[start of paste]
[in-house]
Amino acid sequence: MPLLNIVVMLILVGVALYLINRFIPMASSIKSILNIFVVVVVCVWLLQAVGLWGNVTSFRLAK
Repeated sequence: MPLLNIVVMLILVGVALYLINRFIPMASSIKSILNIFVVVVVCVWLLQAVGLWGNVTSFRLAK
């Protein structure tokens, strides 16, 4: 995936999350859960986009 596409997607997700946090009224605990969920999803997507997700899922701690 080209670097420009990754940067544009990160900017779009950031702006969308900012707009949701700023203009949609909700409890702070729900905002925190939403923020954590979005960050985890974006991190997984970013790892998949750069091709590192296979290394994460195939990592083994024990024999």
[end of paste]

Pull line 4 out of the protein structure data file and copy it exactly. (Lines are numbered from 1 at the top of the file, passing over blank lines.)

């Protein structure tokens, strides 16, 4: 995936999350859960986009 596409997607997700946090009224605990969920999803997507997700899922701690 080209670097420009990754940067544009990160900017779009950031702006969308900012707009949701700023203009949609909700409890702070729900905002925190939403923020954590979005960050985890974006991190997984970013790892998949750069091709590192296979290394994460195939990592083994024990024999």